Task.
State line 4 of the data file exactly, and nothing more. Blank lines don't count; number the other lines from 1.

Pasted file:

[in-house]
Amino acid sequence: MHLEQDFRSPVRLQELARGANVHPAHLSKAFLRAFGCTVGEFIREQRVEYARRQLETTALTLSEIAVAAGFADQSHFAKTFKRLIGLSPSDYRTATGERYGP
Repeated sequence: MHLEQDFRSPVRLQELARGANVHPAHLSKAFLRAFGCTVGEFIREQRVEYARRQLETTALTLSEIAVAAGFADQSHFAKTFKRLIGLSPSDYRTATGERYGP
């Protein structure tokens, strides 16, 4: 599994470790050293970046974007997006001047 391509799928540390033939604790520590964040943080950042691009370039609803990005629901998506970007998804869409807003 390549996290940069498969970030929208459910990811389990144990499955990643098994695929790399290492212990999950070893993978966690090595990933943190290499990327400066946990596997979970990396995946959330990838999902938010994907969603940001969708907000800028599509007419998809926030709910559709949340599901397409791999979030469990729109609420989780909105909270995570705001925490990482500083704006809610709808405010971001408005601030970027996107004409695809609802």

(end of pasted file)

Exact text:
């Protein structure tokens, strides 16, 4: 599994470790050293970046974007997006001047 391509799928540390033939604790520590964040943080950042691009370039609803990005629901998506970007998804869409807003 390549996290940069498969970030929208459910990811389990144990499955990643098994695929790399290492212990999950070893993978966690090595990933943190290499990327400066946990596997979970990396995946959330990838999902938010994907969603940001969708907000800028599509007419998809926030709910559709949340599901397409791999979030469990729109609420989780909105909270995570705001925490990482500083704006809610709808405010971001408005601030970027996107004409695809609802």